Publications of Astrov, A.
The Janitor? Could be!
Prozorov, S. (2009). The ethics of postcommunism: History and social praxis in Russia. Houndmills, Basingstoke, Hampshire: Palgrave Macmillan
Estonia: Political Struggle for a Place in History?
The political outcome of “the historians’ dispute” on Estonian soil has been a temporary moratorium on the potentially fractious debate about the meaning of the two totalitarian regimes of the past. In practical terms, this moratorium is justified by the imperative of European stability, which in turn is indelibly linked to transatlantic consensus and Western support for Russian reforms. In the early 21stcentury, both of these foreign policy pillars have been somewhat weakened, and Estonian domesticpolitics has been thrown into crisis.
States of Sovereignty: "Nature," "Emergency," and "Exception" in the "Bronze Soldier" Crisis
The article provides the author's insights on the relocation of Bronze Soldier monument for Soviet soldiers in Tallinn, Estonia. It states that the relocation resulted from the Estonian government's aim to remove the monument from political control by reducing its public significance and shifting to private memorial. It mentions that the concept of the camp as an area where sovereign is practiced with uncommitted atrocities is similar to the situation of Russian-speaking noncitizens in Estonia.
On Looking Back
Title in Estonian: Tagasivaatamisest
Liturgy for the Bronze Soldier: History and Memory in the Shaping of a Crisis
The paper is centered around the recent crisis triggered by the Estonian government’s decision to remove from the city’s center the Soviet World War II monument, the “Bronze Soldier.” Since the decision led to the eruption of belligerent rhetoric in Russia and open violence in Tallinn, most of the media coverage, as well as immediate commentary, was in one way or another focused on interstate or interethnic relations. These relations, in turn, were presented as plagued by the insurmountable differences in the interpretations of history.Without denying the importance of the aforementioned aspects of the events, this paper highlights the crisis within Estonian society. It argues that the “Bronze soldier” is best seen as located in the contested zone of indistinction between historical consciousness and memory, while the contestation in question concerns the transformation of the mythical Estonian “nation” into a modern technocratic “society.” By drawing on Pierre Nora’s analysis of lieux de mémoire, the paper outlines the confrontation between Estonian nationalists and increasingly technocratic governments, placing this confrontation within the context of Estonia’s integration into the European Union.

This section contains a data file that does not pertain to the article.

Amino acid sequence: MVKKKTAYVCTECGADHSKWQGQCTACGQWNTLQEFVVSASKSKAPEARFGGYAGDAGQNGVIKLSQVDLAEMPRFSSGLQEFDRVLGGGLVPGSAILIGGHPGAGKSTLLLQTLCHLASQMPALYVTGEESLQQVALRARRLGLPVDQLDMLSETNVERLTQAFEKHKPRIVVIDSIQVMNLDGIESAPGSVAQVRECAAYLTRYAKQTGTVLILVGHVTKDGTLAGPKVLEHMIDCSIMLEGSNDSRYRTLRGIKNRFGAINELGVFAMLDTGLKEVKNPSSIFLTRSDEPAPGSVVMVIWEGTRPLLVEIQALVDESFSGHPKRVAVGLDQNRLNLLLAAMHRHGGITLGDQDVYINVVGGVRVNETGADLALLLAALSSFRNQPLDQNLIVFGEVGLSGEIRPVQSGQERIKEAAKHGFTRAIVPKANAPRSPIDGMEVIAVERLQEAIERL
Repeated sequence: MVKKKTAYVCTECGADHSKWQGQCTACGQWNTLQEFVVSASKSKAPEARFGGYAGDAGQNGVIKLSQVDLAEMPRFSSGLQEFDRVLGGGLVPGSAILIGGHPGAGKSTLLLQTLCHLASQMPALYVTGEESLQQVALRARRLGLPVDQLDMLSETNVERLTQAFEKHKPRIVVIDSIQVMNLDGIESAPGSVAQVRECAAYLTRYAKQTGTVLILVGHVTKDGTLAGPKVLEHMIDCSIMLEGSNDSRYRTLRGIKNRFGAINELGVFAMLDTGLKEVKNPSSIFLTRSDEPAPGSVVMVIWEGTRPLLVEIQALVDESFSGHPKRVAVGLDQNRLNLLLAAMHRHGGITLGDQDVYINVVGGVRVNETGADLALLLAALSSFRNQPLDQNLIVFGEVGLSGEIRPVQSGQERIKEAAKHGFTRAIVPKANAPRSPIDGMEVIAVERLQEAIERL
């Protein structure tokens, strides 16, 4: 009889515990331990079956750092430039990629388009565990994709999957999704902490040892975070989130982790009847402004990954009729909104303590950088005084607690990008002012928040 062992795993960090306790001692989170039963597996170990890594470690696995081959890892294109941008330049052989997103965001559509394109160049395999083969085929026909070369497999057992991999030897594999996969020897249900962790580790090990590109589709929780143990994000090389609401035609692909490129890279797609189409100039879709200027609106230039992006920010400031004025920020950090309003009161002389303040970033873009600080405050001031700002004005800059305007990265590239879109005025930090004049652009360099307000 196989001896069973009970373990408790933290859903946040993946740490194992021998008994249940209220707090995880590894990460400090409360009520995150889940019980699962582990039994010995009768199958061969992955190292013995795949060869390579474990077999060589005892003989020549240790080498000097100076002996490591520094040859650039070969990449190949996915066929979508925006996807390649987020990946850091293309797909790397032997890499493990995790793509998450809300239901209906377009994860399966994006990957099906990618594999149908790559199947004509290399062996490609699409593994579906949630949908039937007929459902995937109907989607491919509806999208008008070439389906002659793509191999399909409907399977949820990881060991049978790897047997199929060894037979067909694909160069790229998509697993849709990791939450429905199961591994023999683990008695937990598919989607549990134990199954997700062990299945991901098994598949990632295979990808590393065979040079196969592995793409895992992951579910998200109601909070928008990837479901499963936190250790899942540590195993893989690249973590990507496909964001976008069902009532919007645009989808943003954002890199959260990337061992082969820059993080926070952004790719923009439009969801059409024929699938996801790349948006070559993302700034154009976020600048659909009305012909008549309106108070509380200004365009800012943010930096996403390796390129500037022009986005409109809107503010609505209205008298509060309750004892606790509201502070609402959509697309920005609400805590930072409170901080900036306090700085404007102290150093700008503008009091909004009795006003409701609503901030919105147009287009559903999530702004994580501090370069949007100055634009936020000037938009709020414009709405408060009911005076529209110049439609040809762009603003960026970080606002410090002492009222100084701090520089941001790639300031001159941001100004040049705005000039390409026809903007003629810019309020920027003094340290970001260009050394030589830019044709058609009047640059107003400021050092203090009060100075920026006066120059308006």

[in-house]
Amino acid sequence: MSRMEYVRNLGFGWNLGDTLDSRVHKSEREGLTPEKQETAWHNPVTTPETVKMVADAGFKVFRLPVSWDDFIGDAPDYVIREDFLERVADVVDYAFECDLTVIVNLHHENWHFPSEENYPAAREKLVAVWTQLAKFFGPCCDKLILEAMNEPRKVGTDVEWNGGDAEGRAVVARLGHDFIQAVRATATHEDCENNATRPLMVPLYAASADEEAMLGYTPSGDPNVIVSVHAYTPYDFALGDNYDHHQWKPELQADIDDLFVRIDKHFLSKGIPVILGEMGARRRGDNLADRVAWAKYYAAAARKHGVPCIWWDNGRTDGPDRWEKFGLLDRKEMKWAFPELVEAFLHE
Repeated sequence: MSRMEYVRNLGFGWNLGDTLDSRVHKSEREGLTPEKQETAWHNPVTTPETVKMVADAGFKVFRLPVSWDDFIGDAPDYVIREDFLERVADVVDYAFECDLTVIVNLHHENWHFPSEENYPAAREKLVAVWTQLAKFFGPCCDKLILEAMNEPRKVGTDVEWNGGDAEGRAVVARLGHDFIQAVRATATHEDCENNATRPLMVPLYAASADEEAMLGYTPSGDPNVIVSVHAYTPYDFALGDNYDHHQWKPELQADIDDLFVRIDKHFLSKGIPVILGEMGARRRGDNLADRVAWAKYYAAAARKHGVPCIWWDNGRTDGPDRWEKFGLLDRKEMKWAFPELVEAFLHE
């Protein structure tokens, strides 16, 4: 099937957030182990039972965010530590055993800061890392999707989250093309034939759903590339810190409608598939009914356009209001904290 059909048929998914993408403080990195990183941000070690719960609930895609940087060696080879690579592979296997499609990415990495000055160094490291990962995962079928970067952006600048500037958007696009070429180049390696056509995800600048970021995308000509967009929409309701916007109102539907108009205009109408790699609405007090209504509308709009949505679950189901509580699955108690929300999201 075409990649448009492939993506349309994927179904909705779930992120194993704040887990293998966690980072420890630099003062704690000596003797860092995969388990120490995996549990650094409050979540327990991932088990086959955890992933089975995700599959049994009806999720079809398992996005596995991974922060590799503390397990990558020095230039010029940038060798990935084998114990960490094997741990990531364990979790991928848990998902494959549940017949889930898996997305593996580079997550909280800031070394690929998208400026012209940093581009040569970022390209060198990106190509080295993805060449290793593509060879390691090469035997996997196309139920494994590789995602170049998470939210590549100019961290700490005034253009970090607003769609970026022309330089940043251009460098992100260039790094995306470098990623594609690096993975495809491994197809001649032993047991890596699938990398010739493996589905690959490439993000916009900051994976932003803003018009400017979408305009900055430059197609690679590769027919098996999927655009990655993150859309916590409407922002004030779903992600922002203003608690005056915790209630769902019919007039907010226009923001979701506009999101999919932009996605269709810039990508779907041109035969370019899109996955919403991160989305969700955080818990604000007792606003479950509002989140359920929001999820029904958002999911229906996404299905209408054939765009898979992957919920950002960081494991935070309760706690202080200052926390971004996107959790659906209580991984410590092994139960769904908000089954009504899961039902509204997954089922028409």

On world politics : R.G. Collingwood, Michael Oakeshott, and Neotraditionalism in International Relations
Astrov draws upon the ideas of Oakeshott and Collingwood in order to theorize about the nature of world politics. For him, international society is understood as governing the relation of states in the absence of centralized global government and is thus understood as the complex of activities undertaken by individuals in association with others. The central themes of these activities are politics, poetry, civilization, and tradition, each of which is analyzed in a separate chapter before being synthesized into a neotraditionalist approach to international relations.
Who's Afraid of Deconstruction?: Post-Debatism and Beyond
Reviews the book "Handbook of International Relations," edited by Walter Carlsnaes, Thomas Risse and Beth A. Simmons.
Pondering Dramatic Endings, Probing Possible Beginnings; or Doing Politics as Usual?
Reviews three books on international relations. 'After Victory: Institutions, Strategic Restraint, and the Rebuilding of Order After Major Wars,' by G. John Ikenberry; 'Changing Games, Changing Strategies: Critical Investigations in Security,' by Karin M. Fierke; 'Pondering Postinternationalism: A Paradigm for the Twenty-First Century,' edited by Heidi H. Hobbs.
War, Peace and World Orders in European history
This article reviews the book 'War, Peace and World Orders in European History,' edited by Anja V. Hartmann and Beatrice Heuser.